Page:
John Croes, who became New Jersey's first Bishop in 1815, served as rector for Christ Church from 1801-1832. Croes had fought as a sergeant major in Washington's army during the Revolution, and helped Christ Church achieve financial stability in the upheaval that followed. In fact, when lightning struck the church tower and burned it to the ground in 1803, the parish was able to rebuild it that same year, remodeled the entire building the following decade, and by the middle of the nineteenth century even tore down the original structure (except for the tower) and re-used the stones for a new, enlarged building. The new Christ Church structure was designed by the New York firm of Wills and Dudley, and was the first Gothic Revival style building in New Brunswick.

Throughout the latter half of the nineteenth and the early twentieth centuries, Christ Church's rectors improved the musical program, choir, and Sunday School, as well as the church complex (including construction of the Parish House), and finances. Christ Church was added to the National Register of Historic Places in 1989, and its first woman rector was elected in 1993. Joan Fleming, (ironically) an Englishwoman, had been Interim Rector for two years prior to her election, and used her tenure toward long-term preservation of the historic church; building up outreach ministries such as an English as a Second Language program; and making substantial efforts to welcome people of color, particularly New Brunswick's growing African and Caribbean population, to the church. The parish had included black members even in its first years, but these individuals were enslaved to white parishioners, including rectors Beach and Croes. Until the 1920s, black members were seated separately; at that time the organ was moved into the section reserved for African American members, and those displaced formed their own church, St. Alban's. Newcomers of color even during the 1970s were received coldly by some of Christ Church's parishioners, but former Peace Corps member Father Martin Gutwein worked toward a more welcoming environment. In the 1990s, Joan Fleming's confrontation of institutional racism in the parish involved an initiative called Unlearning Racism, as well as establishing a Christ Church Black Heritage Committee and programming celebrating diverse heritages through events such as Italian Night, International Night, and the Celebration of Black Heritage. Her efforts have resulted in a comfortably multicultural congregation, and today's Christ Church takes pride in its welcoming diversity.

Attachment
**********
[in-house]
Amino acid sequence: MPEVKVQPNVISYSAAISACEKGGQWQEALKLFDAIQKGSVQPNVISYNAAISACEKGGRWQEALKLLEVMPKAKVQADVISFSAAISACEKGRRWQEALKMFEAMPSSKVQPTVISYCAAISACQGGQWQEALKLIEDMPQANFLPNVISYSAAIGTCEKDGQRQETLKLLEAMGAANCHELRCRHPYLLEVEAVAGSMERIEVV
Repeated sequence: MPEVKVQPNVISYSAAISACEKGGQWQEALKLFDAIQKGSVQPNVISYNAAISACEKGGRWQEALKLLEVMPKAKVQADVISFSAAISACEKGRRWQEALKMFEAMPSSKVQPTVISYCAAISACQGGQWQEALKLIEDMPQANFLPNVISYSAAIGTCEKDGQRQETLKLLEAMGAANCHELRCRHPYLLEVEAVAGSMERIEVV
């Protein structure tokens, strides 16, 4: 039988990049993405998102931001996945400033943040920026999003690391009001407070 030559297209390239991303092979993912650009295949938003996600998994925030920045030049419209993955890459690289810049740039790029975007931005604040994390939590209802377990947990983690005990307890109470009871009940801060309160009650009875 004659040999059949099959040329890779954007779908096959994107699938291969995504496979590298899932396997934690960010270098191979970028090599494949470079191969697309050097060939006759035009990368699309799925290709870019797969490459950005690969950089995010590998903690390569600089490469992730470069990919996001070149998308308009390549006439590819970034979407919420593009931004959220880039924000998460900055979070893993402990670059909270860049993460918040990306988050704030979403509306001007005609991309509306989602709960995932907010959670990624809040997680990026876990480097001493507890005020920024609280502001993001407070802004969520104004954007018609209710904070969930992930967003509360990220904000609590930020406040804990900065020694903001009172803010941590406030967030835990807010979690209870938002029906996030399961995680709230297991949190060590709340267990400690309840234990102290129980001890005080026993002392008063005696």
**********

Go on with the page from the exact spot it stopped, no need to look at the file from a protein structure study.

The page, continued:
1. Christ Church New Brunswick. Official Website. Accessed June 30, 2017.

2. Foster, Janet W. "Christ Episcopal Church." National Park Service, National Register of Historic Places. January 1987. Accessed June 30, 2017.

3. Morfe, Dan. Historical Marker Database. April 18, 2016. Accessed June 30, 2017.

4. ---. "Christ Church Parish." Historical Marker Database. April 18, 2016. Accessed June 30, 2017.